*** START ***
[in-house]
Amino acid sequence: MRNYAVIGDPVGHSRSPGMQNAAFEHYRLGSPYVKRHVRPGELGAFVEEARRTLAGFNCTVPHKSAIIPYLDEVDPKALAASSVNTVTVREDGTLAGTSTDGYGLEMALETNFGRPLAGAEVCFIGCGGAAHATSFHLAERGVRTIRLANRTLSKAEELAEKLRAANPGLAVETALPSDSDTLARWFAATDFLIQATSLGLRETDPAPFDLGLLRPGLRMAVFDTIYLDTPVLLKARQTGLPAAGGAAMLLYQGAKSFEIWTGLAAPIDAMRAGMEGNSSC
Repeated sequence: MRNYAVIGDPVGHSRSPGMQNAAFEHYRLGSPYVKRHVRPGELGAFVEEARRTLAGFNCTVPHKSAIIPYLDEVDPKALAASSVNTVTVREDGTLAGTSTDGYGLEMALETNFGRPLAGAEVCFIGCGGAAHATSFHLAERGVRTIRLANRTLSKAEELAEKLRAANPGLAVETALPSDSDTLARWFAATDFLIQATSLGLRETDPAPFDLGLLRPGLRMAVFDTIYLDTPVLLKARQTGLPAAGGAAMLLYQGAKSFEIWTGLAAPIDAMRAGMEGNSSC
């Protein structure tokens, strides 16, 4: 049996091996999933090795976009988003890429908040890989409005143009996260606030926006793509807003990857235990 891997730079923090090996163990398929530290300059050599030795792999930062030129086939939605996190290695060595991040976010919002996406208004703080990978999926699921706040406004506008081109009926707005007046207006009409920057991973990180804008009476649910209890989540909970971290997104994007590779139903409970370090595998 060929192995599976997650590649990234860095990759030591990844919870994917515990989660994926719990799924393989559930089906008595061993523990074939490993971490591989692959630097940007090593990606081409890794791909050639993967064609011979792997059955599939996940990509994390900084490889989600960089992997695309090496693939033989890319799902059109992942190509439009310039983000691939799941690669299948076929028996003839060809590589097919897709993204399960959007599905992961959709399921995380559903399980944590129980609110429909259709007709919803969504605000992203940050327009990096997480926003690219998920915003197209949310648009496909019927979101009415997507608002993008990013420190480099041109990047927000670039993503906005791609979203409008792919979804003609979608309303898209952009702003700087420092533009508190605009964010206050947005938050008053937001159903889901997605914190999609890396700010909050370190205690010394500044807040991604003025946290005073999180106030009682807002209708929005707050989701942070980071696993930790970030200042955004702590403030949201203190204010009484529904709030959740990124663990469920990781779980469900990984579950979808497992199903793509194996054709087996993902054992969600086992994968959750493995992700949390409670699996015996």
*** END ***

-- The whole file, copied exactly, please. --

[in-house]
Amino acid sequence: MRNYAVIGDPVGHSRSPGMQNAAFEHYRLGSPYVKRHVRPGELGAFVEEARRTLAGFNCTVPHKSAIIPYLDEVDPKALAASSVNTVTVREDGTLAGTSTDGYGLEMALETNFGRPLAGAEVCFIGCGGAAHATSFHLAERGVRTIRLANRTLSKAEELAEKLRAANPGLAVETALPSDSDTLARWFAATDFLIQATSLGLRETDPAPFDLGLLRPGLRMAVFDTIYLDTPVLLKARQTGLPAAGGAAMLLYQGAKSFEIWTGLAAPIDAMRAGMEGNSSC
Repeated sequence: MRNYAVIGDPVGHSRSPGMQNAAFEHYRLGSPYVKRHVRPGELGAFVEEARRTLAGFNCTVPHKSAIIPYLDEVDPKALAASSVNTVTVREDGTLAGTSTDGYGLEMALETNFGRPLAGAEVCFIGCGGAAHATSFHLAERGVRTIRLANRTLSKAEELAEKLRAANPGLAVETALPSDSDTLARWFAATDFLIQATSLGLRETDPAPFDLGLLRPGLRMAVFDTIYLDTPVLLKARQTGLPAAGGAAMLLYQGAKSFEIWTGLAAPIDAMRAGMEGNSSC
């Protein structure tokens, strides 16, 4: 049996091996999933090795976009988003890429908040890989409005143009996260606030926006793509807003990857235990 891997730079923090090996163990398929530290300059050599030795792999930062030129086939939605996190290695060595991040976010919002996406208004703080990978999926699921706040406004506008081109009926707005007046207006009409920057991973990180804008009476649910209890989540909970971290997104994007590779139903409970370090595998 060929192995599976997650590649990234860095990759030591990844919870994917515990989660994926719990799924393989559930089906008595061993523990074939490993971490591989692959630097940007090593990606081409890794791909050639993967064609011979792997059955599939996940990509994390900084490889989600960089992997695309090496693939033989890319799902059109992942190509439009310039983000691939799941690669299948076929028996003839060809590589097919897709993204399960959007599905992961959709399921995380559903399980944590129980609110429909259709007709919803969504605000992203940050327009990096997480926003690219998920915003197209949310648009496909019927979101009415997507608002993008990013420190480099041109990047927000670039993503906005791609979203409008792919979804003609979608309303898209952009702003700087420092533009508190605009964010206050947005938050008053937001159903889901997605914190999609890396700010909050370190205690010394500044807040991604003025946290005073999180106030009682807002209708929005707050989701942070980071696993930790970030200042955004702590403030949201203190204010009484529904709030959740990124663990469920990781779980469900990984579950979808497992199903793509194996054709087996993902054992969600086992994968959750493995992700949390409670699996015996």